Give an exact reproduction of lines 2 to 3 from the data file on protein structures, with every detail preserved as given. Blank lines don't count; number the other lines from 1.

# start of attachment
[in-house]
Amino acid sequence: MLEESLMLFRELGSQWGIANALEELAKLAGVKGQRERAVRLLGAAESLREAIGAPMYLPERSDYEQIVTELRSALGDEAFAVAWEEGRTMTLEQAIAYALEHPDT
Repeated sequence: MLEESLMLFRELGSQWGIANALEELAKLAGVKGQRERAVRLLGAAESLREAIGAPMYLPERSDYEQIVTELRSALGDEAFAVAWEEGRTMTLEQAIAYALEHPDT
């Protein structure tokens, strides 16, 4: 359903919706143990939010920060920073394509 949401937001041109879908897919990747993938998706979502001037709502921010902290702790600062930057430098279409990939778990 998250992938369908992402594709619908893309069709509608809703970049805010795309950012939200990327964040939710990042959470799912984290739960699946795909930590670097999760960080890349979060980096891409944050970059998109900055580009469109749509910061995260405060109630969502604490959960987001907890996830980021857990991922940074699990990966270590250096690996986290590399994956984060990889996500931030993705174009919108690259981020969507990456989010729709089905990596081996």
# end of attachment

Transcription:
Amino acid sequence: MLEESLMLFRELGSQWGIANALEELAKLAGVKGQRERAVRLLGAAESLREAIGAPMYLPERSDYEQIVTELRSALGDEAFAVAWEEGRTMTLEQAIAYALEHPDT
Repeated sequence: MLEESLMLFRELGSQWGIANALEELAKLAGVKGQRERAVRLLGAAESLREAIGAPMYLPERSDYEQIVTELRSALGDEAFAVAWEEGRTMTLEQAIAYALEHPDT